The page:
By "physical means", I mean, for example, using water pouring down tubes, or combining chemicals, etc. Basically, using some experiment in the physical world to perform some computation. I'll call this physical computation.
As the simplest example, if I want to add the numbers 3 and 5, I could just pour 3mL into a cup and 5mL into the same cup, and measure how many mL I end up with.
I know that physical computation will probably not be completely precise, but ignore that, and assume that all experiments and measurements are carried out at their theoretical perfect precision. Another way to think about it is that we have a perfect physics simulator that's efficient up to real time.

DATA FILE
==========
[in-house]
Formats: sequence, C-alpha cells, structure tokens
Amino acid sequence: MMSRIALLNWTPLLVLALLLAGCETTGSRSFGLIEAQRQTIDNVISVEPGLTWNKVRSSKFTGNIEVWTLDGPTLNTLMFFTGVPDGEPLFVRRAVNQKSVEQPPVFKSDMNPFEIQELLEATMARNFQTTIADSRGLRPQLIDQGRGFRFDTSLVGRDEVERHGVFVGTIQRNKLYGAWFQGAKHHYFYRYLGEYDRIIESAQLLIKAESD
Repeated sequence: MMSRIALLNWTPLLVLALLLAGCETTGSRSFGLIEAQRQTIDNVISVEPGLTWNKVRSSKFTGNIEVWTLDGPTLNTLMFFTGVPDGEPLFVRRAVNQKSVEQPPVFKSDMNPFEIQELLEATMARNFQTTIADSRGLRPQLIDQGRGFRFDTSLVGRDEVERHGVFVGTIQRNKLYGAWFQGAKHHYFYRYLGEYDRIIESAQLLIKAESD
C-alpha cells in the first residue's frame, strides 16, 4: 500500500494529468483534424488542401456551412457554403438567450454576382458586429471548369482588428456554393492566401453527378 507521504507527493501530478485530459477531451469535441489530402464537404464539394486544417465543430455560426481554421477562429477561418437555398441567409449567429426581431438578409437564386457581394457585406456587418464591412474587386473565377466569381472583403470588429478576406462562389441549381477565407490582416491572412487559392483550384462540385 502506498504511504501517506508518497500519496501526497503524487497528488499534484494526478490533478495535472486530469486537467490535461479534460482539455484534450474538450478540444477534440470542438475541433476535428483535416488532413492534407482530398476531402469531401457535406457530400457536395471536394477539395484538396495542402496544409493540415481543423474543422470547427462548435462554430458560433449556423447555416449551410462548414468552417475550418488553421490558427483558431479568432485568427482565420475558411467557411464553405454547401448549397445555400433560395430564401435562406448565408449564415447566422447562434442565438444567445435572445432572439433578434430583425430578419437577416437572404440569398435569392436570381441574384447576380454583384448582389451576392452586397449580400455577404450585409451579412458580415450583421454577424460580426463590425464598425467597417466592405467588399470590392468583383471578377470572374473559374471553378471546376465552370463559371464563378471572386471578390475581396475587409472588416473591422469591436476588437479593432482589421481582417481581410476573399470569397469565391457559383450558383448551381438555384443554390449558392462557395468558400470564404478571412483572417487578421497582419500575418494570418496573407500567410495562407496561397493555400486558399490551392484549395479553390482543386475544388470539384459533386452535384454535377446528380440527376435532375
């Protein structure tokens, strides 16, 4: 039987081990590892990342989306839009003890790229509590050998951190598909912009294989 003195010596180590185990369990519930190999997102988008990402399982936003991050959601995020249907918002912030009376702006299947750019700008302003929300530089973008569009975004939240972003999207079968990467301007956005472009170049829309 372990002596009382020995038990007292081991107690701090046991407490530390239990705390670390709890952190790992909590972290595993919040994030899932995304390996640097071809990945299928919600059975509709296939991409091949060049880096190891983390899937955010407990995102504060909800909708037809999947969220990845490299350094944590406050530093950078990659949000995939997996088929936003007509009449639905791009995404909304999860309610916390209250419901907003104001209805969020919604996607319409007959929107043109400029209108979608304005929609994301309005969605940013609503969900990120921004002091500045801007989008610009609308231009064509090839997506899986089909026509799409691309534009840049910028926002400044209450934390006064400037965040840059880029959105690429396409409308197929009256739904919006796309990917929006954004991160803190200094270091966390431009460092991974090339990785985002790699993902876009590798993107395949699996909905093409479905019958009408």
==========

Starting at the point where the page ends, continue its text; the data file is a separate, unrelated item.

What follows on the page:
Let the class of problems that can be solved efficiently (in a polynomial number of steps) through physical computation be called Phys-P.
My question is: what is Phys-P's relation with P? Are there problems that physical compututation can solve faster than traditional computation? Does leveraging nature and physics give you an exponential speed-up? I'd like to think yes, but I can't think of a particular NP-hard problem that physical computation would solve efficiently. Maybe something like how the structure of a crystal that grows (given some initial conditions) will solve TSP, or something like that.
If possible, I'd like to keep BQP (e.g. quantum computation) out of the discussion, and focus on running physical/chemical experiments.